Elections: Slough

Justice written question – answered on 30th April 2008.

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Photo of Eric Pickles Eric Pickles Shadow Secretary of State for Communities and Local Government

To ask the Secretary of State for Justice what steps his Department plans to take in response to the recommendations of the Electoral Commissioner in the recent electoral court case in Slough.

Photo of Bridget Prentice Bridget Prentice Parliamentary Under-Secretary, Ministry of Justice

We have noted the findings and comments in the judgment of the election court. Since 2005, the Government have introduced a range of new measures to strengthen the integrity of our electoral system, and there have been very few proven incidents of fraud since the new measures were brought into force. They include:

Electoral administrators write to everyone who has applied for a postal vote acknowledging receipt of their application and confirming the outcome—this will alert people to any applications for postal votes made falsely on their behalf.

Postal vote applicants have to specify a reason if they want their postal vote to be sent to an address other than that at which they are registered.

Administrators get more time to check postal vote applications because people have to apply for a postal vote a minimum of 11 working days before the close of poll (the previous minimum was six days).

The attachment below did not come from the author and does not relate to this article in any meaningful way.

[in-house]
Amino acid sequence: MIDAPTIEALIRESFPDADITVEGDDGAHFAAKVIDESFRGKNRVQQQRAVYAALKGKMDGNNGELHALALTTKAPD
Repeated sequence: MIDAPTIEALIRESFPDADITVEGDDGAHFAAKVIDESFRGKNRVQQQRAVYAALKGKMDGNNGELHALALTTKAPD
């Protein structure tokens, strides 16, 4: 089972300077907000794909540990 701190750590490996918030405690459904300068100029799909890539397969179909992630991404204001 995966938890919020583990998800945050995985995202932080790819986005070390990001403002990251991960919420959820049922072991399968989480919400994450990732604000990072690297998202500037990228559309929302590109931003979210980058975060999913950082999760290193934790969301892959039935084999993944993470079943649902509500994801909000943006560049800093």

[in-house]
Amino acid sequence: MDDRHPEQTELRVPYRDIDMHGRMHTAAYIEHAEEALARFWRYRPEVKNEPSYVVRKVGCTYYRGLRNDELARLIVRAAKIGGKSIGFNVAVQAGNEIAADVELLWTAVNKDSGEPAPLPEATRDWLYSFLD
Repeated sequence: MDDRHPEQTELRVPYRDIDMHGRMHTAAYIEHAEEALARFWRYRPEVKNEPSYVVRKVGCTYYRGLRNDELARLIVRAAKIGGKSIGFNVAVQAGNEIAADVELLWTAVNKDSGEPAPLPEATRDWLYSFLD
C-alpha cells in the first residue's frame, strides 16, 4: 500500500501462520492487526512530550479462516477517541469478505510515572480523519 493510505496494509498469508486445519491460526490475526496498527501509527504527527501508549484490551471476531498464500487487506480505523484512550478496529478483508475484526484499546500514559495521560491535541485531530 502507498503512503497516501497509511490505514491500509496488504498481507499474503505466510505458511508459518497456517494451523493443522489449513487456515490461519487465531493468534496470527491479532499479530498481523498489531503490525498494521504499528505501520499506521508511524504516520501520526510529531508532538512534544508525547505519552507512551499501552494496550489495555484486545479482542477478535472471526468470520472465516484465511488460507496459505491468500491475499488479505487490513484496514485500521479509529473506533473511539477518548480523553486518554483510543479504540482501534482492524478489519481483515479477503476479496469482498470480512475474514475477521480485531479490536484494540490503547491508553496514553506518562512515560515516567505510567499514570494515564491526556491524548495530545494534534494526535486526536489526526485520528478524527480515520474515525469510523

New requirement for electors to provide personal identifiers (signature and date of birth) if they wish to have a postal vote. The identifiers must be replicated by elector when they subsequently cast their postal vote, and will be cross-checked with the original samples to ensure the postal vote is valid.

New offence of falsely applying for a postal or proxy vote.

After every election a list of all those who voted by post is published which will enable individuals to check that their vote was counted. In an investigation the police will be able to check up with any individual whether they did actually vote by post or whether their vote was stolen.

New criminal offence of supplying false information (or failing to supply information) to the electoral registration officer at any time.

Strengthened offence of undue influence, which will make it easier to prosecute, even if the undue influence does not affect the way someone votes.

Clear new powers for electoral administrators to cross check applications to register to vote against other information the council holds.

We will take account of the election court's judgement in any further development on electoral registration and postal voting processes and legislation.

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